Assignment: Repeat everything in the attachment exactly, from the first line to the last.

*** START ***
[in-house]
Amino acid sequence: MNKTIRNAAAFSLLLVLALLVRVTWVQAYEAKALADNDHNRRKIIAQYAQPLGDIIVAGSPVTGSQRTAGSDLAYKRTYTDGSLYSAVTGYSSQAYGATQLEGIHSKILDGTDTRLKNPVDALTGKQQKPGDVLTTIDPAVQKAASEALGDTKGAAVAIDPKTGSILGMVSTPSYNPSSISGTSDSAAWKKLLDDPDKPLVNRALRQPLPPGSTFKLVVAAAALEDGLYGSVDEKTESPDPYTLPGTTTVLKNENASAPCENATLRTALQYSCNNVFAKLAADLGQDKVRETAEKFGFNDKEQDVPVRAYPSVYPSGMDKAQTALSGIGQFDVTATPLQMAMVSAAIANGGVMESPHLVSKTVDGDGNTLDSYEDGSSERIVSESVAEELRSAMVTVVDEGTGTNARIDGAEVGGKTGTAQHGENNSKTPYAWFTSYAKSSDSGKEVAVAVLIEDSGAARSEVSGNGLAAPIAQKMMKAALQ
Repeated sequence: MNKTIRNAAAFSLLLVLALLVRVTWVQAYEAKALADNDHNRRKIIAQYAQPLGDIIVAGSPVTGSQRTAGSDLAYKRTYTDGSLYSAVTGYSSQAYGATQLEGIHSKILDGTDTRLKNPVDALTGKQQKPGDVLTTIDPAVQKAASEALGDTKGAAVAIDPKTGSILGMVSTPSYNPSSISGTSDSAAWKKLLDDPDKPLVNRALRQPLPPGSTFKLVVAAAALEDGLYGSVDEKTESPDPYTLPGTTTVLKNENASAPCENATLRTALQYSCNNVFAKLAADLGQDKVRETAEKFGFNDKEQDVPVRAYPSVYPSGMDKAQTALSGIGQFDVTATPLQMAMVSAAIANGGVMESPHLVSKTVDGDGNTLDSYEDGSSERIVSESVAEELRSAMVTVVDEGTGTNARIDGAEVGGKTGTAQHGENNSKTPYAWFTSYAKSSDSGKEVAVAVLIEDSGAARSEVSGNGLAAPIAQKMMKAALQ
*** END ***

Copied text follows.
[in-house]
Amino acid sequence: MNKTIRNAAAFSLLLVLALLVRVTWVQAYEAKALADNDHNRRKIIAQYAQPLGDIIVAGSPVTGSQRTAGSDLAYKRTYTDGSLYSAVTGYSSQAYGATQLEGIHSKILDGTDTRLKNPVDALTGKQQKPGDVLTTIDPAVQKAASEALGDTKGAAVAIDPKTGSILGMVSTPSYNPSSISGTSDSAAWKKLLDDPDKPLVNRALRQPLPPGSTFKLVVAAAALEDGLYGSVDEKTESPDPYTLPGTTTVLKNENASAPCENATLRTALQYSCNNVFAKLAADLGQDKVRETAEKFGFNDKEQDVPVRAYPSVYPSGMDKAQTALSGIGQFDVTATPLQMAMVSAAIANGGVMESPHLVSKTVDGDGNTLDSYEDGSSERIVSESVAEELRSAMVTVVDEGTGTNARIDGAEVGGKTGTAQHGENNSKTPYAWFTSYAKSSDSGKEVAVAVLIEDSGAARSEVSGNGLAAPIAQKMMKAALQ
Repeated sequence: MNKTIRNAAAFSLLLVLALLVRVTWVQAYEAKALADNDHNRRKIIAQYAQPLGDIIVAGSPVTGSQRTAGSDLAYKRTYTDGSLYSAVTGYSSQAYGATQLEGIHSKILDGTDTRLKNPVDALTGKQQKPGDVLTTIDPAVQKAASEALGDTKGAAVAIDPKTGSILGMVSTPSYNPSSISGTSDSAAWKKLLDDPDKPLVNRALRQPLPPGSTFKLVVAAAALEDGLYGSVDEKTESPDPYTLPGTTTVLKNENASAPCENATLRTALQYSCNNVFAKLAADLGQDKVRETAEKFGFNDKEQDVPVRAYPSVYPSGMDKAQTALSGIGQFDVTATPLQMAMVSAAIANGGVMESPHLVSKTVDGDGNTLDSYEDGSSERIVSESVAEELRSAMVTVVDEGTGTNARIDGAEVGGKTGTAQHGENNSKTPYAWFTSYAKSSDSGKEVAVAVLIEDSGAARSEVSGNGLAAPIAQKMMKAALQ